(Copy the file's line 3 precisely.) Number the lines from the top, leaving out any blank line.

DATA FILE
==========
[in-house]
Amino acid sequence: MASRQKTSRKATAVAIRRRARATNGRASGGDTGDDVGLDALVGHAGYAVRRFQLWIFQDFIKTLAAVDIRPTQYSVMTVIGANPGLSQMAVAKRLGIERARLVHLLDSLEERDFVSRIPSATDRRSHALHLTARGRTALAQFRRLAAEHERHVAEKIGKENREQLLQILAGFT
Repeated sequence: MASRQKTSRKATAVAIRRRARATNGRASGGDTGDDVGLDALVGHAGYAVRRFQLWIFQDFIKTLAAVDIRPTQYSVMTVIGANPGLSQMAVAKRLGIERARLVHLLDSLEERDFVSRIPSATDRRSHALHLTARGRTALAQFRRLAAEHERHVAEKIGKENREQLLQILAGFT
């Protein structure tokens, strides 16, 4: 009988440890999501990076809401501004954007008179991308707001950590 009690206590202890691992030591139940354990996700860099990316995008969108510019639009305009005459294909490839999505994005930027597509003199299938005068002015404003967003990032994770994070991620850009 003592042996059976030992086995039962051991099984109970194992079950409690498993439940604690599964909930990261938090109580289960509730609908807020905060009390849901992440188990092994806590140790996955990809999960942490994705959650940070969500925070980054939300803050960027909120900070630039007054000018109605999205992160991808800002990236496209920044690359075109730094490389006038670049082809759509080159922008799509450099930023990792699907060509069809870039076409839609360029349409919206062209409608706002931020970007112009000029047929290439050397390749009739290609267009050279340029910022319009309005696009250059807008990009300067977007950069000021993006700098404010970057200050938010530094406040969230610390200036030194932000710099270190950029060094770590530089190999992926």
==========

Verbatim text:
Repeated sequence: MASRQKTSRKATAVAIRRRARATNGRASGGDTGDDVGLDALVGHAGYAVRRFQLWIFQDFIKTLAAVDIRPTQYSVMTVIGANPGLSQMAVAKRLGIERARLVHLLDSLEERDFVSRIPSATDRRSHALHLTARGRTALAQFRRLAAEHERHVAEKIGKENREQLLQILAGFT